Posts Tagged ‘geographic origin’
As part of my master’s homework, I’ve just read an article written by some remarkable colleagues a few of years ago about the geographic origin of libre software developers. The article was interesting and had some impact. The key question that they tried to answer was how diverse the national origin of developers is, and the approach was also new as they didn’t want to use surveys but real data. They information that they used in the study was the following:
- A dump of the SourceForge database created in 2005, which included more than 1,180,000 registered users.
- Mailing lists archives of the Debian, GNOME and FreeBSD projects. A total of more than one million different e-mail addresses.
The article was focused both on users/contributors (contributors of the forge, mailing lists, source code repositories) and developers (contributors of the source code repos). Obviously, the second group is a subset of the first one. These were some of the results:
- out of 1.1 million registered participants on SourceForge, just under 50,000 committed code to the development repositories. Well this is not a result of the study, but I found it quite interesting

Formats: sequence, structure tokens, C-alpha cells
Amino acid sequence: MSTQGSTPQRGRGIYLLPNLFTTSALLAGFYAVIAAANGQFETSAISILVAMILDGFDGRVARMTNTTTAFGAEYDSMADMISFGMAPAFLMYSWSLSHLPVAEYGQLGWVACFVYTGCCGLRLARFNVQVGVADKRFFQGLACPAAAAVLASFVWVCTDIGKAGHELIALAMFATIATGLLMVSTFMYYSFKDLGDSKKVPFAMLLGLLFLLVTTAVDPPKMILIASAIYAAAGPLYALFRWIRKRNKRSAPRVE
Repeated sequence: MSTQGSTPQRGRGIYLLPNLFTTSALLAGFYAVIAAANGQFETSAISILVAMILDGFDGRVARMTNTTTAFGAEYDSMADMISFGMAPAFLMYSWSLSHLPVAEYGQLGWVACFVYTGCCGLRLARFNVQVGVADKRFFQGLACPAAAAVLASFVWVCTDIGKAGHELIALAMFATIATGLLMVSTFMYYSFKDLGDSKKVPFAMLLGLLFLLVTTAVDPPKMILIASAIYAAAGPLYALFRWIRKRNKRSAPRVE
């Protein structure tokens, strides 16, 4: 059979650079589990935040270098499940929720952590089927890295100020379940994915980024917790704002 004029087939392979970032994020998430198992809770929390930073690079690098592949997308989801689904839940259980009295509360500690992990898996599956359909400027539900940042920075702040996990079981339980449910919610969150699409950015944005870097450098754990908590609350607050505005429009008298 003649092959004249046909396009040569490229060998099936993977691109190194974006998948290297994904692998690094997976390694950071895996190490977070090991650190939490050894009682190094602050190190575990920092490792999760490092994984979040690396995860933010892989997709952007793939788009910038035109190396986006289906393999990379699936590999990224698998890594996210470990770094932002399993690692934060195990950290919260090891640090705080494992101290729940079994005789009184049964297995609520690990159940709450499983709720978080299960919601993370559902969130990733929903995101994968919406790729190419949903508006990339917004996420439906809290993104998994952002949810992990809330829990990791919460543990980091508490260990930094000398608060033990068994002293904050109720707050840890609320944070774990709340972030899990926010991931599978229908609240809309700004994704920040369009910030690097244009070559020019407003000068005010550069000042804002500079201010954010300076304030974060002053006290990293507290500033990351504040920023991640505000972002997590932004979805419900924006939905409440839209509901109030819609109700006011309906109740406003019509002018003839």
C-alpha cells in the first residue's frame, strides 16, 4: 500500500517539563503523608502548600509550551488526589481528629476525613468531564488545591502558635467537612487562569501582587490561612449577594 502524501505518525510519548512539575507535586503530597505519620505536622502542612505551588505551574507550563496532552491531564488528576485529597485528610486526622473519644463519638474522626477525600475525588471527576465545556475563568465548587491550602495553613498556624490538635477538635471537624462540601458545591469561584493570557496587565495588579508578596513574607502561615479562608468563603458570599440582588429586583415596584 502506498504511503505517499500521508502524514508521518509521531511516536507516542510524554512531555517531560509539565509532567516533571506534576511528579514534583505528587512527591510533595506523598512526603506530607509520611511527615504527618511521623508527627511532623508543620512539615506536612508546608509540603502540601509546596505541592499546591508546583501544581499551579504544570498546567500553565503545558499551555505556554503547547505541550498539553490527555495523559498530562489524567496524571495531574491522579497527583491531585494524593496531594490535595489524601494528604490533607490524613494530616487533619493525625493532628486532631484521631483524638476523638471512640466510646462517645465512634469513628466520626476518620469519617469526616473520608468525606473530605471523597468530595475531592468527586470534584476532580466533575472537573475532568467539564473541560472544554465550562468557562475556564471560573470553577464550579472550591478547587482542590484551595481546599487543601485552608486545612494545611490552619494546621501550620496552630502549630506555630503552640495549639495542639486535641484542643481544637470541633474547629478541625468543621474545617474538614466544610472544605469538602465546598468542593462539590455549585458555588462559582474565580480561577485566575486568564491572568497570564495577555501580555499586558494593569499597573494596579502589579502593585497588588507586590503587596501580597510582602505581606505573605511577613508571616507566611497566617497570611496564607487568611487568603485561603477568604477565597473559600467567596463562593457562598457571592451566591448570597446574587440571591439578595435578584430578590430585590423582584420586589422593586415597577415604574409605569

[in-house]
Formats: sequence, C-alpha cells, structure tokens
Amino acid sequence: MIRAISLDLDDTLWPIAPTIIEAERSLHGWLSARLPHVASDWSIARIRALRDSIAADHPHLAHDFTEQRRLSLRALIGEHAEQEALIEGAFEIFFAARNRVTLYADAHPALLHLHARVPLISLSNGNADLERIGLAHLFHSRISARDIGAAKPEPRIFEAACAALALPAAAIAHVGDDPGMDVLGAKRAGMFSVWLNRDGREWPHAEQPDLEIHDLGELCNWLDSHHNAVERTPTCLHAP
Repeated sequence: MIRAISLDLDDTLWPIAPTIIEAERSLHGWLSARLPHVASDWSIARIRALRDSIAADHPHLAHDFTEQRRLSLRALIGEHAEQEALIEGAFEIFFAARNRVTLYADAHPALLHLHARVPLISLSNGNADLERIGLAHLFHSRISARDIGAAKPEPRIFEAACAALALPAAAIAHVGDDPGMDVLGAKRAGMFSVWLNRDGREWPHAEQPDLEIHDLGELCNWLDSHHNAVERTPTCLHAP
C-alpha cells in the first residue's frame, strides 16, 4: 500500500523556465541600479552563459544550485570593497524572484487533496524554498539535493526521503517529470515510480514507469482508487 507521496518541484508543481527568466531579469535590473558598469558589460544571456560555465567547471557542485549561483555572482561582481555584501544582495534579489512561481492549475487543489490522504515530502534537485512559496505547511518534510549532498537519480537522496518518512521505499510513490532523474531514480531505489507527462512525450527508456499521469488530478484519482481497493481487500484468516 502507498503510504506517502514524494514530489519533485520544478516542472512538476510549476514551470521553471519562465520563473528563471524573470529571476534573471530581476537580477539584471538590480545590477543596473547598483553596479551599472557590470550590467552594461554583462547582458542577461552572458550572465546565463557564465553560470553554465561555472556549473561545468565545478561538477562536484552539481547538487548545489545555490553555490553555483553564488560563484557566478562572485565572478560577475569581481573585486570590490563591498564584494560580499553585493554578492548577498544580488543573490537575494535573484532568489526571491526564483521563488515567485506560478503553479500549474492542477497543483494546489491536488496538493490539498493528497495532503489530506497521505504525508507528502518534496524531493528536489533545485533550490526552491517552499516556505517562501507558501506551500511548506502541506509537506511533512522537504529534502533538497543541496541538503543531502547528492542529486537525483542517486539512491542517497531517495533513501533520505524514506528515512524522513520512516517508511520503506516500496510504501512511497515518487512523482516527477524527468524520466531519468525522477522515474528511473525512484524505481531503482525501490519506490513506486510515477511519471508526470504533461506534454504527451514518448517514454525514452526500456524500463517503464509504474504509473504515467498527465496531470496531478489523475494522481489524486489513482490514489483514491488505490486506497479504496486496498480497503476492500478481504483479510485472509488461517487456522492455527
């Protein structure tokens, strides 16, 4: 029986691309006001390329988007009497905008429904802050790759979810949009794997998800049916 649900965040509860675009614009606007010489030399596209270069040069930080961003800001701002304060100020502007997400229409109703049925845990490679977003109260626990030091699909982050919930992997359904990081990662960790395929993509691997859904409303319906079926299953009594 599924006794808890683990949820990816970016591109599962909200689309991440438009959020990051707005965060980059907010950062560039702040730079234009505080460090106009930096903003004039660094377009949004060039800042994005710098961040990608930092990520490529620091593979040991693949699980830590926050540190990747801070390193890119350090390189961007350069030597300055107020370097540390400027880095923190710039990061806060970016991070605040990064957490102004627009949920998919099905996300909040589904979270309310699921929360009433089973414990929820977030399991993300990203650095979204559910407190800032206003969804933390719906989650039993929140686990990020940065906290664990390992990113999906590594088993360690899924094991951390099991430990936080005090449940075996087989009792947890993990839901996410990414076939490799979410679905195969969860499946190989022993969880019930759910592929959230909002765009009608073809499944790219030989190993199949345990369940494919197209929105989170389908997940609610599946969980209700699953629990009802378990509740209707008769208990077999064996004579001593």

- most of the total sf.net users came from Europe and North America, followed by Asia with less than 10% of the developer population. If we take into account that the population is larger in Europe, the penetration of the libre software development per capita was higher in North America than in Europe.
- there were more developers in the US and Canada than in most European countries or regions. On the other hand, the US had fewer libre software developers per million Internet users than most European countries.
- when the total number of developers is adjusted using wealth (GSD), China, India, Russia, Brazil and even South Africa are among the higher contributors.
I wonder if the situation will be same by 2020.
“Geographic origin of libre software developers”
by Jesus M. Gonzalez-Barahona, Gregorio Robles, Roberto Andradas-Izquierdo and Rishab Aiyer Ghosh